PROVIDENCE, R.I. (WPRI) – Rhode Island Gov. Gina Raimondo said she is open to eventually using the SAT as an exit exam for high school students, but indicated she wants to ensure kids aren’t over-tested each year.
In a wide-ranging interview on Rhode Island’s schools, Raimondo said the widely used college admissions exam is “a better test than it used to be” because it is aligned to the Common Core State Standards, a nationally recognized set of expectations for what students should learn at each grade level.
“There is a chance. I’m open to that,” Raimondo said. “And I know that [Education Commissioner Ken Wagner] is open to that. We’re looking at it.”
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High school students across the state will have the opportunity to take the PSAT and SATs for free for the first time this school year as part of Raimondo’s plan to raise participation rates on the exam. While the tests have not been made mandatory at this point, the state has decided to allow students to take them in school rather than on the weekend.
At the same time, the state Board of Education is currently mulling a proposal that would recognize students who reach certain scores on an array of standardized exams, but would stop short of tying a high school diploma directly to the results of a test. That plan, along with a separate proposal to reward students who excel in a specific subject in the classroom, would be in place for the class of 2021.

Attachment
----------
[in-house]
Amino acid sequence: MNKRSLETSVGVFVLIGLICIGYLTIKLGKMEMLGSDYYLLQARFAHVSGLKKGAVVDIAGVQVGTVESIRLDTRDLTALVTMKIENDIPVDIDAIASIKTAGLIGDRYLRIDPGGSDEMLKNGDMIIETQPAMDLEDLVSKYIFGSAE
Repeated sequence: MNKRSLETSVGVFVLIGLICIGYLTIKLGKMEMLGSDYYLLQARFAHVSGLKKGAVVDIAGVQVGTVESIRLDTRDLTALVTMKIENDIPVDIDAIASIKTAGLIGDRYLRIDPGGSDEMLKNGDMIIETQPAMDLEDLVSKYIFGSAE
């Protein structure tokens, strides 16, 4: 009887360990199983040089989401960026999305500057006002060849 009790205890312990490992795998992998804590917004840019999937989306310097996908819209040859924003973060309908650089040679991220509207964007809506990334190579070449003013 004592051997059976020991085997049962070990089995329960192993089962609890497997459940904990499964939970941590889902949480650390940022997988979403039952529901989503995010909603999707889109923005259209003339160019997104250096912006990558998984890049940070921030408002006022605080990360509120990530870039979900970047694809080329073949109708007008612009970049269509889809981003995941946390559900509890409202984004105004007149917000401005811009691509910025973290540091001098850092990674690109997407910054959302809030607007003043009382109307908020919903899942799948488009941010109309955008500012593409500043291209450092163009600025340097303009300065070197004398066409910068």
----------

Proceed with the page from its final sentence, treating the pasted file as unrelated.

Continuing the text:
“I feel very strongly we have to keep our standards high,” Raimondo said. “The world has high standards. To get a job, you have to have high standards and every kid deserves a chance.”
Raimondo, a first-term Democrat, has made education a central theme of her second year in office, part of a broader goal to bring jobs to the state. In addition to offering free PSAT and SAT exams, she touts universal all-day kindergarten, expanded pre-K classrooms and a plan to require every school in Rhode Island to offer computer science courses as her top education accomplishments since taking office.
The state is also allowing more high school students to earn college credits for free and enhancing career and technical education programs, Raimondo said.
The governor said she regularly hears from business owners who say they enjoy Rhode Island, but they’re concerned the state doesn’t yet have enough workers with the skills they’re looking for. She points to Massachusetts as a state that has invested in education and is reaping the rewards.
“The pressure’s on us,” Raimondo said. “I feel the pressure is on us to deliver the pipeline of skilled employees.”
Raimondo said she is also excited about Commissioner Wagner’s plan to create “empowerment schools” across the state, an initiative designed to give individual schools more autonomy. The initial proposal would have allowed schools to accept students from outside their district, but that was scrapped by the General Assembly.
The current school year will be a planning and design year for the program, but Wagner has said he hopes a handful of schools will seek to become empowerment schools by next year. (Teachers in individual schools must vote to become an empowerment school.)
“We want every principal in every school to feel like to own their school and to feel that they’re going to come up with special programs,” Raimondo said.
Still, Raimondo acknowledges she remains concerned about student outcomes, particularly on the Partnership for Assessment of Readiness for College and Careers (PARCC) exam. Scores released last week showed only 38% of students statewide were proficient in English language arts (ELA) and 30% were proficient in math.
Raimondo said “it’s just not fair” that students in Seekonk, Massachusetts, vastly outperform students in neighboring East Providence, but she’s confident her initiatives can give Rhode Island students a boost.
“It is good for the economy, but it’s right for those kids,” Raimondo said.